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How Old Is The Universe?

Jamie Hayes

When you start thinking about the universe, the questions start getting mind-bending really fast. What’s beyond our universe? What came before our universe? How old is the universe? Well, while a lot of these questions require a Ph.D. in astrophysics to even scratch the surface, we actually have a relatively simple answer to the last one. Of all the mysteries of the universe, we know how old it is with remarkable accuracy.


It’s All Relative

But first, how did we get there? That was a pretty long and complicated road. Early scientific thought believed that the universe had no age; it simply was. They called it a steady state universe. This was what Albert Einstein himself believed when he came up with his theory of general relativity.

The only problem was, Einstein’s work didn’t quite make sense in a steady state universe. He actually had to come up with something called a “cosmological constant” to make the math check out. But the universe is not static like Einstein thought. It’s constantly expanding, and has been ever since it formed.

The Growing Universe

Not long after Einstein published his theories, other scientists used his work to prove that the universe couldn’t possibly be static. According to the math, the universe should have been expanding. Around the same time, astronomers discovered that distant galaxies weren’t sitting still in the sky—they were actually moving away from the Earth. Einstein realized his mistake and abandoned the cosmological constant: the Universe was officially expanding.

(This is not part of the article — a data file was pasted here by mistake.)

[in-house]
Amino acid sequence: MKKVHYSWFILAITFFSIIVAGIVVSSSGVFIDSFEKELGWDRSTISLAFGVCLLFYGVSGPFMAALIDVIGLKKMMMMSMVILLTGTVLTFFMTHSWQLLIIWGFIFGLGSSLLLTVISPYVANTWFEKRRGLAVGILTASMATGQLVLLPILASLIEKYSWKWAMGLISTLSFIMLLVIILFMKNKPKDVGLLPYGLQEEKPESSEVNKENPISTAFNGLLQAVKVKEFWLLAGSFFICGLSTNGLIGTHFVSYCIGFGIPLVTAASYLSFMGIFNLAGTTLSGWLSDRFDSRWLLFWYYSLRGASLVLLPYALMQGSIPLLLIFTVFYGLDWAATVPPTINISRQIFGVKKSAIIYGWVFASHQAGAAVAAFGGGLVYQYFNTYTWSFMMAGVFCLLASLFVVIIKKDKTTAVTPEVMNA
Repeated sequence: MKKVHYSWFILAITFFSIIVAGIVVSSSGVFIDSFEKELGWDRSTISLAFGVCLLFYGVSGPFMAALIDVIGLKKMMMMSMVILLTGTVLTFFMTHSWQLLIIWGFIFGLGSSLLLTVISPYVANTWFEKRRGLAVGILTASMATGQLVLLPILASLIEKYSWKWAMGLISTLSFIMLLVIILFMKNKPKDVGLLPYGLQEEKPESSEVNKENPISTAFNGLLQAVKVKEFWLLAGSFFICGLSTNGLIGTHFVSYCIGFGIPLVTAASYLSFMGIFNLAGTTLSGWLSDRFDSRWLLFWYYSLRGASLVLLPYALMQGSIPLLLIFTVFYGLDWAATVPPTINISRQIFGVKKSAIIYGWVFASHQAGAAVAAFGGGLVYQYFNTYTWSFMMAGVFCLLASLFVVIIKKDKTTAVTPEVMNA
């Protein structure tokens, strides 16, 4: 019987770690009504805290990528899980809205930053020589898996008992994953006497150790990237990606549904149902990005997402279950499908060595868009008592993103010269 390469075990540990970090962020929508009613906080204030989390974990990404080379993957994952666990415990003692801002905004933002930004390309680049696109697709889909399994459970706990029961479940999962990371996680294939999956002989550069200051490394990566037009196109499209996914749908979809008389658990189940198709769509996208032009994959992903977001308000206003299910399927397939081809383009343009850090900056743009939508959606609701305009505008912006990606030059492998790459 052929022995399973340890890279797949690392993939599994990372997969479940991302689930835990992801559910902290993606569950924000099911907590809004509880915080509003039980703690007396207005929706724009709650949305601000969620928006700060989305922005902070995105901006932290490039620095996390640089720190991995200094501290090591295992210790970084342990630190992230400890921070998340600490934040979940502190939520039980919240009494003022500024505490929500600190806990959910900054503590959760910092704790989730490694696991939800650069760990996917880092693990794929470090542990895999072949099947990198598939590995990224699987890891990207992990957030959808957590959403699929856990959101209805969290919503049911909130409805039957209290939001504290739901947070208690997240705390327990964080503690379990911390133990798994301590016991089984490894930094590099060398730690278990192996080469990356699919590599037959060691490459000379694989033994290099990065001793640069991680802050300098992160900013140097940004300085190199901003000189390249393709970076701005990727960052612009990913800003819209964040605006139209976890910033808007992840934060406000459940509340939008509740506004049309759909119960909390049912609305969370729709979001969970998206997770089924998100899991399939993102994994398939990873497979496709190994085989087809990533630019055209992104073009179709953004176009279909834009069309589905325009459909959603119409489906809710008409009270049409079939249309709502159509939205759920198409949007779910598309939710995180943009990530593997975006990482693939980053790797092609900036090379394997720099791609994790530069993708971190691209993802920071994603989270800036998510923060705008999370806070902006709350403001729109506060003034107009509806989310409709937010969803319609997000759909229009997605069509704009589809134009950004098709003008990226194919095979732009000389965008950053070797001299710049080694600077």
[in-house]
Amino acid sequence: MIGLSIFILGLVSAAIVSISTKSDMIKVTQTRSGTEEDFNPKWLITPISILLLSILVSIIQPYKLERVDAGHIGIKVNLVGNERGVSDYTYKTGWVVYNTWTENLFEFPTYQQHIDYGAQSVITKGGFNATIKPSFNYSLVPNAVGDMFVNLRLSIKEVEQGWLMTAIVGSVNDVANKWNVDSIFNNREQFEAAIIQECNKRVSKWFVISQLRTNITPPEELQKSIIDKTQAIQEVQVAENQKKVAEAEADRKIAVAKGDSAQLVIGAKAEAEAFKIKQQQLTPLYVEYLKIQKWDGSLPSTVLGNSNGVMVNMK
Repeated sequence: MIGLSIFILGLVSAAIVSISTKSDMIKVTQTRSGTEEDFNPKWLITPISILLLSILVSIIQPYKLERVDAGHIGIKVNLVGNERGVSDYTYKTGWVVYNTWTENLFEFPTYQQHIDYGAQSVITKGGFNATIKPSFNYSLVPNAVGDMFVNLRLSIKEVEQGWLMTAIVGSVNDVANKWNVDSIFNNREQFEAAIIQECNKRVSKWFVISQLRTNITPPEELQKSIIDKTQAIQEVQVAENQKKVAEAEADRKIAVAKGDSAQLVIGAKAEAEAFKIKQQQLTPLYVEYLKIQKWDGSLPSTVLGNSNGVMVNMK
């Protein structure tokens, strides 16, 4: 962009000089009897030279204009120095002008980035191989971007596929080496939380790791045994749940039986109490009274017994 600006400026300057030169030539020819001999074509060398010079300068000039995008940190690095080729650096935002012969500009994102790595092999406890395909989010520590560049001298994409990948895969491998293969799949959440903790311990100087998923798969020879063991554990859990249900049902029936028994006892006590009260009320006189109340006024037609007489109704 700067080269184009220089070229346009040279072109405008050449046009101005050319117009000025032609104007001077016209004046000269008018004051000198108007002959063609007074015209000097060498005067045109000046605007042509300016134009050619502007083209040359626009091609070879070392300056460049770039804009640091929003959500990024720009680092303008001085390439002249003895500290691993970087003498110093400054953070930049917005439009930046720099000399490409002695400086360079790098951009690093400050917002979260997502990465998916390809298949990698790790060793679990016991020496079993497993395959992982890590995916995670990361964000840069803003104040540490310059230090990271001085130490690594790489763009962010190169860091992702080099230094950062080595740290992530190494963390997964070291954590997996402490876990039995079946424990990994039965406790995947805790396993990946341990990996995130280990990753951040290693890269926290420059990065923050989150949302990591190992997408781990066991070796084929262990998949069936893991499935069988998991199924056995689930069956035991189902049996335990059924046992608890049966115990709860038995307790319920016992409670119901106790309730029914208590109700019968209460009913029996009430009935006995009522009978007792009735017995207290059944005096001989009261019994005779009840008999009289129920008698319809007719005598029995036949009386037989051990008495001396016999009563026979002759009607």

It may not seem like the biggest bombshell in the world, but the knowledge that the universe was expanding led us not only to the Big Bang theory, but to realize that the universe has a finite age—and that we can calculate it.

How Old is Our Universe?

Since the early 20th century, scientists have had two surprisingly simple means of aging the universe: by studying the oldest things in it, and by measuring the rate at which it’s expanding (also known as the Hubble constant).

Over the years, we’ve gained more and more accurate ways of aging the oldest stars, and of measuring the Hubble constant. Today, taking all available information into account, scientists have determined that the universe is 13.8 billion years old, give or take 20 million years. While 20 million years may sound like a big margin of error, but on the time scale we’re talking about, that number is accurate to within a fraction of a percent. As far as astrophysics goes, that’s a remarkably accurate number.

So while many questions about the universe will still break our brains for years to come, thanks to your local astrophysicist, at least we can say how old it is.

Sources: 1, 2, 3


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